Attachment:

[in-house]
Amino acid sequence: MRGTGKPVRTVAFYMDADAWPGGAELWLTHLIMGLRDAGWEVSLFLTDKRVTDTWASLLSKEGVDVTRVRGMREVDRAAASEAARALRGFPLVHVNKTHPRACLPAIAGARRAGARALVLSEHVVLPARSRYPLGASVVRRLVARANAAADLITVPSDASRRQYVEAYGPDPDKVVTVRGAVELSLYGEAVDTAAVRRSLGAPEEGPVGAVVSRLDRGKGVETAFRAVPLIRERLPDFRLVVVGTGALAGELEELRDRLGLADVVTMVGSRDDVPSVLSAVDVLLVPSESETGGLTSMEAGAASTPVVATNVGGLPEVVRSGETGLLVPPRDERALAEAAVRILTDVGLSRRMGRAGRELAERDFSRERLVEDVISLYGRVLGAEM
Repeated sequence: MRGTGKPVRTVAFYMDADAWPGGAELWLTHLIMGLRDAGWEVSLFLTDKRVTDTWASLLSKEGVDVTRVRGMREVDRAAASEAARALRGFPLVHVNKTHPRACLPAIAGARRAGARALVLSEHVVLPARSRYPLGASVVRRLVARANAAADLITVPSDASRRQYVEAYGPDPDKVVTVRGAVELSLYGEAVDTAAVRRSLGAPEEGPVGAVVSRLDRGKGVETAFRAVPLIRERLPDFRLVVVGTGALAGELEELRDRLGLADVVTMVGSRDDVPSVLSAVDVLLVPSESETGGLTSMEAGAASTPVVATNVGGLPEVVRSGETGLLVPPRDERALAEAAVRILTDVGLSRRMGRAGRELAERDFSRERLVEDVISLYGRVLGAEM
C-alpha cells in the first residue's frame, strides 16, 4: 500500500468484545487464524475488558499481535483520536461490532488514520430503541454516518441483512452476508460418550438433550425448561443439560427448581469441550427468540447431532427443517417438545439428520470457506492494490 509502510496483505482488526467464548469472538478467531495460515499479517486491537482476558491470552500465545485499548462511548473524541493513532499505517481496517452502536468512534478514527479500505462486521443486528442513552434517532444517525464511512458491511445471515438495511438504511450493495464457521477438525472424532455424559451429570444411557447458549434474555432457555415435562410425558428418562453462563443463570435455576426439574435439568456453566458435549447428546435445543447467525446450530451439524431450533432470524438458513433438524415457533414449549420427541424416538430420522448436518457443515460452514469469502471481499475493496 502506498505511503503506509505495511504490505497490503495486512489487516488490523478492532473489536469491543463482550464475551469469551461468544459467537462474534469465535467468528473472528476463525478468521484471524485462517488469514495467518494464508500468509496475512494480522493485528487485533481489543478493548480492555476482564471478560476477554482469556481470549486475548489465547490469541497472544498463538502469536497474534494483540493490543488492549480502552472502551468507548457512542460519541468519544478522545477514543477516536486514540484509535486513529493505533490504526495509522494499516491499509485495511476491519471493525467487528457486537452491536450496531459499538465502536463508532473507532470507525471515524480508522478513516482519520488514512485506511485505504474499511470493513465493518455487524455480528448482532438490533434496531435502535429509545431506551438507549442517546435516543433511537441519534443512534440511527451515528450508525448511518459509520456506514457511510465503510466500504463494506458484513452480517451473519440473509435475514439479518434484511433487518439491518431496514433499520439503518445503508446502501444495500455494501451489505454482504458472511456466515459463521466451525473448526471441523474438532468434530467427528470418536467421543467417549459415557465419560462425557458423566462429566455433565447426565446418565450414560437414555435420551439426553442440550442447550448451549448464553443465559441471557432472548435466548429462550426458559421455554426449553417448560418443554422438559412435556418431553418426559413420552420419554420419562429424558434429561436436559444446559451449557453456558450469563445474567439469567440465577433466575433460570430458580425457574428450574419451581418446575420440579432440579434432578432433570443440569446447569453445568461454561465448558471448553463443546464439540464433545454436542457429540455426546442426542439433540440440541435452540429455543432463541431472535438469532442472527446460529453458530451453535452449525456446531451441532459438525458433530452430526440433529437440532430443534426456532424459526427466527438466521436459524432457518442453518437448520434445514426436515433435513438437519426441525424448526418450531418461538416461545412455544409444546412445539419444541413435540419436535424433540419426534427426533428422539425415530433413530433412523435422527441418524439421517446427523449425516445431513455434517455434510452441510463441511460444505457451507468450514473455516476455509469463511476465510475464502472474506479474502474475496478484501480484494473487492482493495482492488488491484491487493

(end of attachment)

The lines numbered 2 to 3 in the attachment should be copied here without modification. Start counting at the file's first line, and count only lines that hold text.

Amino acid sequence: MRGTGKPVRTVAFYMDADAWPGGAELWLTHLIMGLRDAGWEVSLFLTDKRVTDTWASLLSKEGVDVTRVRGMREVDRAAASEAARALRGFPLVHVNKTHPRACLPAIAGARRAGARALVLSEHVVLPARSRYPLGASVVRRLVARANAAADLITVPSDASRRQYVEAYGPDPDKVVTVRGAVELSLYGEAVDTAAVRRSLGAPEEGPVGAVVSRLDRGKGVETAFRAVPLIRERLPDFRLVVVGTGALAGELEELRDRLGLADVVTMVGSRDDVPSVLSAVDVLLVPSESETGGLTSMEAGAASTPVVATNVGGLPEVVRSGETGLLVPPRDERALAEAAVRILTDVGLSRRMGRAGRELAERDFSRERLVEDVISLYGRVLGAEM
Repeated sequence: MRGTGKPVRTVAFYMDADAWPGGAELWLTHLIMGLRDAGWEVSLFLTDKRVTDTWASLLSKEGVDVTRVRGMREVDRAAASEAARALRGFPLVHVNKTHPRACLPAIAGARRAGARALVLSEHVVLPARSRYPLGASVVRRLVARANAAADLITVPSDASRRQYVEAYGPDPDKVVTVRGAVELSLYGEAVDTAAVRRSLGAPEEGPVGAVVSRLDRGKGVETAFRAVPLIRERLPDFRLVVVGTGALAGELEELRDRLGLADVVTMVGSRDDVPSVLSAVDVLLVPSESETGGLTSMEAGAASTPVVATNVGGLPEVVRSGETGLLVPPRDERALAEAAVRILTDVGLSRRMGRAGRELAERDFSRERLVEDVISLYGRVLGAEM